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Diary of A Catalyst Grant Awardee Part One: Character & Values

17th August 2015
By Guest Author

AlokAlok Tayi is the CEO and co-founder of TetraScience (www.tetrascience.com).  Prior to TetraScience, he was a post-doctoral fellow in George Whitesides Lab at Harvard University.  Alok completed his B.S. and PhD in Materials Science at Cornell University and Nothwestern University, respectively.  He also co-founded the open innovation platform, PreScouter.  Alok has nearly 15 years of research experience and has published numerous high-impact papers in journals like Nature and Nature Chemistry.

The following is the first in a series of blog posts from Alok Tayi, CEO and co-founder of TetraScience. This series is inspired by a brief talk he gave at Digital Science’s Pitchfest, 2015.  Many thought leaders blog about the financial aspects of entrepreneurship: business models, pricing, value proposition, etc.  However, this series chronicles the deeply personal (e.g. moral, behavioral, etc.) questions that impact directly and indirectly the financial outcome of a business.

This is a topic that is of particular importance to me.  As an entrepreneur, we always have to make many tough choices.  Often, our decisions are financially motivated because money is important for our stakeholders: investors want a greater return, customers want more value, and employees want a higher wage.  These financial pressures can force us to make decisions that run afoul of our better judgement.  How many times have we heard others (or even ourselves) struggle with such choices?  (e.g. hiring someone simply to fill a role, raising capital from less-than-reputable investors, postponing R&D investments to hit quarterly cost targets).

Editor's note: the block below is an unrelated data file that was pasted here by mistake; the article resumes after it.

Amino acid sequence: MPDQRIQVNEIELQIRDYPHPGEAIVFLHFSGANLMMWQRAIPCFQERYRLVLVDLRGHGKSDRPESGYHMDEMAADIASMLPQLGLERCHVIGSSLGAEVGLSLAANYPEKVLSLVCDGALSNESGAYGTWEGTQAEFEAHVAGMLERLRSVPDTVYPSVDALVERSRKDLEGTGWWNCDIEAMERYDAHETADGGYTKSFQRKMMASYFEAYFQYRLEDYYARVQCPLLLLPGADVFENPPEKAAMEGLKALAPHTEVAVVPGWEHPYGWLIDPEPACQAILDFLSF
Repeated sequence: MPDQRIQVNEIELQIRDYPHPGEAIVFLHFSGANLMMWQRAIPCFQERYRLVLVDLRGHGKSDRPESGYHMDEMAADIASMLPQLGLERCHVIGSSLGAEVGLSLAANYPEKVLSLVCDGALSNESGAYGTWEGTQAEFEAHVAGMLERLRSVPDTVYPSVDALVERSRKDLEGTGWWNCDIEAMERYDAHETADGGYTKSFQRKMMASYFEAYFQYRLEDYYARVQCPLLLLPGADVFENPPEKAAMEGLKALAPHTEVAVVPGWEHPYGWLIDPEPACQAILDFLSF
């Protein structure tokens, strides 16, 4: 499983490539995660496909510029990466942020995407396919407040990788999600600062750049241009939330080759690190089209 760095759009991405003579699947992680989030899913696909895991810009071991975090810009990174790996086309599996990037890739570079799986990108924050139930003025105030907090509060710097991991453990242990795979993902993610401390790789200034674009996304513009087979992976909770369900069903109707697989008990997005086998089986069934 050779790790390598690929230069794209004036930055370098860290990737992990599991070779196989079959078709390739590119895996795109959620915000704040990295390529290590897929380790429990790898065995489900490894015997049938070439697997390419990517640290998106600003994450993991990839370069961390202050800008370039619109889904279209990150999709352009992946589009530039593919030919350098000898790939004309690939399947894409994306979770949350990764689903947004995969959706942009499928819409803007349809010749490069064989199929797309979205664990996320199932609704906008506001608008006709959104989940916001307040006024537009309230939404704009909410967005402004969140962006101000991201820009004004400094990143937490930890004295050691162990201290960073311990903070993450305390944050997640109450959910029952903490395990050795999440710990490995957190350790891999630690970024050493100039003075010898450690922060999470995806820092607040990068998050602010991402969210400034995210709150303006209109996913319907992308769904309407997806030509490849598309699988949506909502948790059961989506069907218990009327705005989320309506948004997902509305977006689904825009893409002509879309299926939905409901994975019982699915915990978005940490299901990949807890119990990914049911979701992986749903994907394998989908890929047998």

In the midst of the whirlwind that is starting a company, it is easy to lose sight of who we are and why we do what we do…

I want all entrepreneurs to know that they should feel empowered to leverage their personal character and values as they build their businesses.

In a myriad of circumstances, I have had to make difficult, morally informed decisions.  Whether it is a supplier who makes inappropriate comments about women or investors who are not above board, we have seen this a lot.  Yet, at my startup, TetraScience, we remain resolved in choosing the right employees, partners, and investors who meet and exceed our high bar for character and values.

My commitment to this issue arose while I was a post-doctoral fellow at Harvard; at the time, a fledgling biotech company tried to recruit me as a technical co-founder.  The scientific co-founder had departed and the founder/CEO needed someone with a research background to drive the therapeutic forward.  I had significant reservations about the entrepreneur’s commitment and limited domain expertise.

However, I was most shocked to learn, in professional and social contexts, that the entrepreneur did not share my character and values.  She was intolerant of other faiths, discriminated against homosexuality, and made racist comments.  Though they extolled the importance of ‘values’, it became clear that the actions did not match the language.

That personal experience shapes my behavior as a leader.  In every meeting I have with an investor, partner, or employee, we always place character and values front-and-center.  Everyone should know TetraScience’s priorities and our commitment to them.

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